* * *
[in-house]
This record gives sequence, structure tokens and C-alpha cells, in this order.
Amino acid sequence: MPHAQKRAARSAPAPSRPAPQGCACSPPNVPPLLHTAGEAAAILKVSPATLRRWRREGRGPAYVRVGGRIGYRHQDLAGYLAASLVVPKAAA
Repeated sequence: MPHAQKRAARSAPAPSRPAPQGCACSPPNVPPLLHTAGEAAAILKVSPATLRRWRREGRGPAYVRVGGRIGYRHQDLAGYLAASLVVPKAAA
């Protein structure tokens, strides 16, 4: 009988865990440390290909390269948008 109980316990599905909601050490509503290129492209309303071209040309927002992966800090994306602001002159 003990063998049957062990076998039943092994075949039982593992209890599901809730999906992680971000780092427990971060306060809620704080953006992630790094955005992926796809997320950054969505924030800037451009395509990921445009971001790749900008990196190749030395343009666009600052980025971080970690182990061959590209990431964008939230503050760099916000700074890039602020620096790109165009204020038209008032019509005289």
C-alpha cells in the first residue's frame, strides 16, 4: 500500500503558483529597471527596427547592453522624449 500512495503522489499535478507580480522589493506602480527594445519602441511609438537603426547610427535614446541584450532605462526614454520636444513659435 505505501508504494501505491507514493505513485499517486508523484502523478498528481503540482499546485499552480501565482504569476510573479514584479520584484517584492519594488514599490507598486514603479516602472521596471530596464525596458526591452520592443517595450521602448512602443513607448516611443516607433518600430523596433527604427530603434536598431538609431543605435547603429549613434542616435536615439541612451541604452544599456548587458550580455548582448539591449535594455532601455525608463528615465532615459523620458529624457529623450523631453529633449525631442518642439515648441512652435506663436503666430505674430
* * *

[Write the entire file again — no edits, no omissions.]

[in-house]
This record gives sequence, structure tokens and C-alpha cells, in this order.
Amino acid sequence: MPHAQKRAARSAPAPSRPAPQGCACSPPNVPPLLHTAGEAAAILKVSPATLRRWRREGRGPAYVRVGGRIGYRHQDLAGYLAASLVVPKAAA
Repeated sequence: MPHAQKRAARSAPAPSRPAPQGCACSPPNVPPLLHTAGEAAAILKVSPATLRRWRREGRGPAYVRVGGRIGYRHQDLAGYLAASLVVPKAAA
């Protein structure tokens, strides 16, 4: 009988865990440390290909390269948008 109980316990599905909601050490509503290129492209309303071209040309927002992966800090994306602001002159 003990063998049957062990076998039943092994075949039982593992209890599901809730999906992680971000780092427990971060306060809620704080953006992630790094955005992926796809997320950054969505924030800037451009395509990921445009971001790749900008990196190749030395343009666009600052980025971080970690182990061959590209990431964008939230503050760099916000700074890039602020620096790109165009204020038209008032019509005289």
C-alpha cells in the first residue's frame, strides 16, 4: 500500500503558483529597471527596427547592453522624449 500512495503522489499535478507580480522589493506602480527594445519602441511609438537603426547610427535614446541584450532605462526614454520636444513659435 505505501508504494501505491507514493505513485499517486508523484502523478498528481503540482499546485499552480501565482504569476510573479514584479520584484517584492519594488514599490507598486514603479516602472521596471530596464525596458526591452520592443517595450521602448512602443513607448516611443516607433518600430523596433527604427530603434536598431538609431543605435547603429549613434542616435536615439541612451541604452544599456548587458550580455548582448539591449535594455532601455525608463528615465532615459523620458529624457529623450523631453529633449525631442518642439515648441512652435506663436503666430505674430